So this morning, we have an image of the guards outside the tomb of Jesus. Why were they there? What were they protecting? Perhaps they were worried about the possibility of body-snatchers - thieves who would take the body away in the night and claim that a miraculous resurrection had occurred. Or, perhaps, as Niedner suggests, they were instead guarding against the possibility that he would, in fact, rise from the dead and stand before them in judgement – or worse, seeking revenge. For the guards taunted and mocked Jesus in his final hours, the guards cast lots for his clothes – if Jesus truly were to rise from the dead, they would have a lot to account for. And what of the disciples? Those not-so-faithful followers of Jesus who in his final days and hours were unable to stay awake with him in the garden, who betrayed him, denied him, and ultimately locked themselves in a room out of fear? They too might have reason to fear Jesus’ return.

And here is the great miracle of that Easter morning: suddenly the risen Jesus meets the women and says, “Greetings! . . . Do not be afraid; go and tell my brothers to go to Galilee; there they will see me.”[6] He calls them “brothers.” He does not call them traitors. He does not call them cowards. He does not call them liars nor does he accuse them of abandoning him in his hour of need. No, he calls them “brothers.” All of their sins have been buried in the grave. Jesus returns, but their sins do not. And the promise of the resurrection for you and for me? Brothers and sisters, all of our sins – those things we have done and those things we have left undone – all of it - buried in the tomb forever.

Growing up in the Presbyterian Church in Wausau, Wisconsin, several of us would gather each year at sunrise on Easter morning on the top of Rib Mountain. Nick Smith would play his guitar and we would all sing this Avery and Marsh song,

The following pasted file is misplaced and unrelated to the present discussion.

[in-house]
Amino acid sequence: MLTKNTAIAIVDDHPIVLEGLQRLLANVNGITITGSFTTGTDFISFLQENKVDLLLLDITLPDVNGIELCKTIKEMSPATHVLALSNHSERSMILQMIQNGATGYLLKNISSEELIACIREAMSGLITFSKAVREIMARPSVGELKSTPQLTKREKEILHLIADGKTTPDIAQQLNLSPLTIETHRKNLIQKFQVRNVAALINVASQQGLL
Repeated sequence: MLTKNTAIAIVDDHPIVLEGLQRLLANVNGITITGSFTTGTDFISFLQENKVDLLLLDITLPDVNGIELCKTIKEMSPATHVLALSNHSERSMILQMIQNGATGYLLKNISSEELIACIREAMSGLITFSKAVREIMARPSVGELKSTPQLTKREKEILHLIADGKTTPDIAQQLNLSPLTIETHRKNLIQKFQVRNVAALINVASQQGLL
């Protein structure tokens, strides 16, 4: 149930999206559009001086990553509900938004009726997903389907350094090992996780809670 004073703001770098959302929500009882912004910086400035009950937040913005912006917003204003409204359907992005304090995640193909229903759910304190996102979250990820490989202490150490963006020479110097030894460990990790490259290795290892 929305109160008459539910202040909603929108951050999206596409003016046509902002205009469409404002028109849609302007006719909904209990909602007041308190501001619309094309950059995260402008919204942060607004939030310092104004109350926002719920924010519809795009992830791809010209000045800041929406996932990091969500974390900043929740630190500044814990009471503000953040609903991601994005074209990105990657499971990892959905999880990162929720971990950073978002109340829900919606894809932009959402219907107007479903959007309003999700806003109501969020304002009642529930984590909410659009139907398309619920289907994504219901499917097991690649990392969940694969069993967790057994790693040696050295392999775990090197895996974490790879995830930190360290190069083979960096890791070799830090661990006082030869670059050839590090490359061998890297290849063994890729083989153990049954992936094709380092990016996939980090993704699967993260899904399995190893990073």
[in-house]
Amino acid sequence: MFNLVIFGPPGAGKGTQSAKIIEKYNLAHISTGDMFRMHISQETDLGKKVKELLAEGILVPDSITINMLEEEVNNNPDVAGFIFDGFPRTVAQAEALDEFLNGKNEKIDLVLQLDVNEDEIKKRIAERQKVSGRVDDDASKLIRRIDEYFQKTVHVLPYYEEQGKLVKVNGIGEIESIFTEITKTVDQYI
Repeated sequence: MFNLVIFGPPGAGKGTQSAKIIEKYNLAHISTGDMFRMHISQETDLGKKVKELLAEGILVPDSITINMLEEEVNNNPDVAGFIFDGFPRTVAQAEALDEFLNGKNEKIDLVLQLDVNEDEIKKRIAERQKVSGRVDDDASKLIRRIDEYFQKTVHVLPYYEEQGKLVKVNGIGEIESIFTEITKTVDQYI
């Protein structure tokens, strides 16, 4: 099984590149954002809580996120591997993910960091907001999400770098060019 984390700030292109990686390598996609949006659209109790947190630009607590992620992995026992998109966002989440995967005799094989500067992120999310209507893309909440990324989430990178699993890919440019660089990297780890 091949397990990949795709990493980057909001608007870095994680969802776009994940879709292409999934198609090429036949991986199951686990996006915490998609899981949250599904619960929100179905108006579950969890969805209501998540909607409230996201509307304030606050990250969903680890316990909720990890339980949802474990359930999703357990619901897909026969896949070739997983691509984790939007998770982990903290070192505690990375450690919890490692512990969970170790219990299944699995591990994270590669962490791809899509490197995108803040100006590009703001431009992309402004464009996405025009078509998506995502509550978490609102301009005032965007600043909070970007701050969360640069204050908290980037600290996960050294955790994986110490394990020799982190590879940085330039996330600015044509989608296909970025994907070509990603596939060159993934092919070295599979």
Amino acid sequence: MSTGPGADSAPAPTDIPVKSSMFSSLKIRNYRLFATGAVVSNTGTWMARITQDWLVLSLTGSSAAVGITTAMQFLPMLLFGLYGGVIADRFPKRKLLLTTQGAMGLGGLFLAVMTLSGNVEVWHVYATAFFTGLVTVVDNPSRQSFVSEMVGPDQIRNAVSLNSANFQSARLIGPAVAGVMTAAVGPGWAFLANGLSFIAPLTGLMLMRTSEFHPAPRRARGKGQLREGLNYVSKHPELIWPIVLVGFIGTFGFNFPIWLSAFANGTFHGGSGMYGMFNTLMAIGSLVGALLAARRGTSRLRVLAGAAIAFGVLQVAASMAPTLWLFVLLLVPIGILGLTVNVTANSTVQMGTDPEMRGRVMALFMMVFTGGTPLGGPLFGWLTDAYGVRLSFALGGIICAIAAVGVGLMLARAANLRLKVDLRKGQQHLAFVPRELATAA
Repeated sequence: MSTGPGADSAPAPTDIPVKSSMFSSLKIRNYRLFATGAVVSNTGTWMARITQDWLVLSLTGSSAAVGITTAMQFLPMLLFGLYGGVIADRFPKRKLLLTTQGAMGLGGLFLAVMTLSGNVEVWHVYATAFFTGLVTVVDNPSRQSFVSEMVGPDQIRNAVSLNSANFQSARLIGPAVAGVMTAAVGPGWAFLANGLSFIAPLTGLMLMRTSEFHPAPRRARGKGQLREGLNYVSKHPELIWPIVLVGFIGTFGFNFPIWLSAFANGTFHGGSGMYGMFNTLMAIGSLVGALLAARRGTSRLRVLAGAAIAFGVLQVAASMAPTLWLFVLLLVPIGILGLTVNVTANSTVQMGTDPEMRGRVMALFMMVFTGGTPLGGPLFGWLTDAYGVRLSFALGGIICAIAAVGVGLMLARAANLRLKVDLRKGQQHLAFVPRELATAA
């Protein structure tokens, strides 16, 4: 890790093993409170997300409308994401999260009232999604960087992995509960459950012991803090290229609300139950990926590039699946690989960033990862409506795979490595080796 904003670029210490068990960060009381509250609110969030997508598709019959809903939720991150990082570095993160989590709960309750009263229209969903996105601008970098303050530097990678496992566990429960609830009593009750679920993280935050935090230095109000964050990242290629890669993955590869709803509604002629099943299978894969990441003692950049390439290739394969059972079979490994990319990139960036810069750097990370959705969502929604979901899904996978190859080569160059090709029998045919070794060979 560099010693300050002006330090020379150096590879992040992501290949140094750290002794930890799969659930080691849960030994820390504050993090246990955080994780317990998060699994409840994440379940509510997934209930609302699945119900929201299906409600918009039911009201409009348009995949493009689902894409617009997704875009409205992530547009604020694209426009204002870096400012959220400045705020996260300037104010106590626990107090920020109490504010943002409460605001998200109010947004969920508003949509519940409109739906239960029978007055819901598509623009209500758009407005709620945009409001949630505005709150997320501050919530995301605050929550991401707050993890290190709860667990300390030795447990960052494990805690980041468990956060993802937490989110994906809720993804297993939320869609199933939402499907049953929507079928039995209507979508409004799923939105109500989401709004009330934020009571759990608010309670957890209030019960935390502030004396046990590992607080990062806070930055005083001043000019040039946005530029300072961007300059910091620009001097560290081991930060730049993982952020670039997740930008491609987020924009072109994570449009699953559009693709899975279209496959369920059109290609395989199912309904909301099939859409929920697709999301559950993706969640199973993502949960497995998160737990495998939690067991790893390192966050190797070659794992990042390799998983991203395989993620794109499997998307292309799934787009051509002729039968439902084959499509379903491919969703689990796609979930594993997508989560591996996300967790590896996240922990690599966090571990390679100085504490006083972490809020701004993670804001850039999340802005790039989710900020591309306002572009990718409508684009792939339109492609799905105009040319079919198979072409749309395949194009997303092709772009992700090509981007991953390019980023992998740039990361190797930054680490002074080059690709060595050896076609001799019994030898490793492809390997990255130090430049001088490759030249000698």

Ev’ry morning is Easter morning from now on.
Ev’ry day’s a resurrection day, the past is over and gone.
Goodbye guilt, goodbye fear; good riddance!
Hello, Lord! Hello, sun!
I am one of the Easter people. My new life has begun!

Today, I imagine the two Mary’s as Jesus greets them. Their fear evaporates because now they see the face of Christ. Returning finally to the Rublev’s icon of Christ, Henri Nouwen writes,

“It seems as if Jesus comes down from his throne, touches our shoulders and invites us to stand up and look at him. His handsome, open face evokes love, not fear. He is Emmanuel, God-with-us. . . . We still feel awe, but it is an awe enriched by joy, the same joy that filled the disciples when they recognized their risen Lord.”[7]

“Awe enriched by joy” – fear evaporates, we stand up, and we see a face of compassion, of forgiveness, and of love. And, from now on, every day is a resurrection day, the past is over and gone.



[1] Henri Nouwen, “The Icon of the Savior of Zvenigorod: Seeing Christ,” Behold the Beauty of the LORD: Praying with Icons (Notre Dame, Indiana: Ave Maria Press, 1987), 45,46.
[2] Matthew 28:2-4.
[3] Matthew 28:8a.
[4] Matthew 28:8b.
[5] Frederick Niedner, “Living by the Word,” The Christian Century (Vol. 125(5): March 11, 2008), 21.
[6] Matthew 28:9-10.
[7] Nouwen, 52.